OTS is defined as “a sports-specific decrease in performance together with disturbances in mood state. Underperformance persists despite a period of recovery lasting weeks or months.”12 Because of this ambiguous definition, OTS is a vague concept. While often considered a more extreme version of overreaching, consensus definitions imply that the main difference between OTS and overreaching is the amount of time needed for performance restoration.7 However, difficulty lies in the subtle difference that might exist between nonfunctionally overreached athletes and those experiencing OTS. Additionally, the inclusion of mood or psychological changes has not always been used in definitions.7,12 It is difficult to comprehend that such severe fatigue that causes prolonged, yet transient performance decrement would not induce some form of psychological signs or symptoms. Thus, the vague terminology and uncertainty that stems from existing definitions makes identifying literature that provides objective evidence on OTS difficult.

Due to the severe and complex nature of OTS,13 understanding, diagnosing, and treating the syndrome has been difficult. Very little published data in elite athletes is available and, despite being less extreme, and potentially having similar functional outcomes, inferences from athletes who are experiencing overreaching are commonly used to insinuate outcomes of OTS. This lack of information may be due to the difficulties associated with OTS research, including the inability to ethically induce a state of overtraining, the need for consistent monitoring prior to and during the overtraining state to validate a performance decrement, and the likely multifaceted nature of the syndrome.14 Despite this, it is commonly discussed throughout the sports science literature and the general sports community, and a concerted effort has been made to understand the mechanisms and associated symptoms.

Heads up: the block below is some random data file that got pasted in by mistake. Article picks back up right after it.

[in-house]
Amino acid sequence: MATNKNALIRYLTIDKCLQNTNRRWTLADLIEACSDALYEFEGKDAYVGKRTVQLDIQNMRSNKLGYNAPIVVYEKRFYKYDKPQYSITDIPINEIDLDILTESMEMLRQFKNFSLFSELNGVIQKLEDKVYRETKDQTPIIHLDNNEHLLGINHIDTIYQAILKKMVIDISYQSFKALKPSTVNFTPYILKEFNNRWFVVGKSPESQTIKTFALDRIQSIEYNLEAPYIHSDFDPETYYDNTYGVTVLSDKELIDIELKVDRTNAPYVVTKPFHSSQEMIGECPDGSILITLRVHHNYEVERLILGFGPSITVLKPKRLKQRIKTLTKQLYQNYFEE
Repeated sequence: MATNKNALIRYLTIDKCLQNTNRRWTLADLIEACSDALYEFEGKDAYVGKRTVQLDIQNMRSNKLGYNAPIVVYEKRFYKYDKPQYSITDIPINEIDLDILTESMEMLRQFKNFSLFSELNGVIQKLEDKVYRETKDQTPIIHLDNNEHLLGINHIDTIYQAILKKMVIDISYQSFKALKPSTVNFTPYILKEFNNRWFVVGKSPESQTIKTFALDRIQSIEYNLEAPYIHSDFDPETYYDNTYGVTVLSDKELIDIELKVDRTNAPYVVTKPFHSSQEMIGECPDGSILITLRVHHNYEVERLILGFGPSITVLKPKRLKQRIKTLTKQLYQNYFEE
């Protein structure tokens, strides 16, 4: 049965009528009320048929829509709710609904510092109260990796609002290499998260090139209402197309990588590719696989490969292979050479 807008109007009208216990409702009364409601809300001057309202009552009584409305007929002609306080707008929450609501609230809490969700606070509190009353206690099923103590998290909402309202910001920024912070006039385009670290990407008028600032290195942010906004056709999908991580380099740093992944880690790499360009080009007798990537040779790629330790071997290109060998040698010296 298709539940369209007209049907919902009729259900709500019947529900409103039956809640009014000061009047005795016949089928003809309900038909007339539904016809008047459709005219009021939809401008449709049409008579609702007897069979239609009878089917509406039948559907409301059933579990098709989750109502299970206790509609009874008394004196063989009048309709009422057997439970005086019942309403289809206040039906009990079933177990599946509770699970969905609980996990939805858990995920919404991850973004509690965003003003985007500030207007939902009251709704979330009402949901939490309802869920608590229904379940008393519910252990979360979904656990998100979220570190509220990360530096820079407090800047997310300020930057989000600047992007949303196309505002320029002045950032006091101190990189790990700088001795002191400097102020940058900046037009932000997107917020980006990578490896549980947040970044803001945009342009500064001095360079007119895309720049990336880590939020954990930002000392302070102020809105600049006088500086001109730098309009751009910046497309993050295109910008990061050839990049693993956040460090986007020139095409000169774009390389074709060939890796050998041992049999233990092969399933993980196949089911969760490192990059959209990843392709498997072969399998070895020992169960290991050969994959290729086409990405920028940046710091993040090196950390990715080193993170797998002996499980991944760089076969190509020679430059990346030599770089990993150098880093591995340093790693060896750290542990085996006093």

Considering the proposed severe consequences and substantial literature on OTS, it is important to understand its effects on athletic performance, physiological changes, and psychological signs and symptoms. Furthermore, to better understand the etiology of the syndrome, it is prudent to detail the physiological changes and psychological symptoms that occur when an athlete becomes overtrained. Therefore, the aim of this systematic review was to establish and detail the objectively demonstrated physiological and psychological changes that occur as a result of OTS in athletes.

Methods

Search Strategy

Following Preferred Reporting Items for Systematic Reviews and Meta-Analyses guidelines for systematic reviews,15 the academic databases SPORTDiscus, Web of Science, Scopus, and MEDLINE were systematically searched in June and December of 2021 to identify English-language peer-reviewed original research studies that investigated OTS as defined by Urhausen and Kindermann.12 Due to differences in database design, studies were identified by searching “abstracts, titles, and key words” in Scopus; “All Text” in SPORTDiscus and MEDLINE; and “All Fields” in Web of Science. Additionally, the following Boolean search string was used: (overtrain* OR over-train* OR overreach OR staleness) AND (underperformance OR under performance OR underrecovery OR under-recovery OR “under recovery”) (full search strategy for each database can be found in Supplementary Material 1 [available online]). Medical Subject Headings were not used when searching the MEDLINE database and the protocol was not peer reviewed prior to submission. All search results were extracted and imported into a reference manager (EndNote 20, Thomson Reuters, Philadelphia, PA). A systematic review protocol that includes the review question, search strategy, exclusion criteria, and risk of bias assessment was registered on September 2, 2021, with the Open Science Framework (osf.io/45zwp).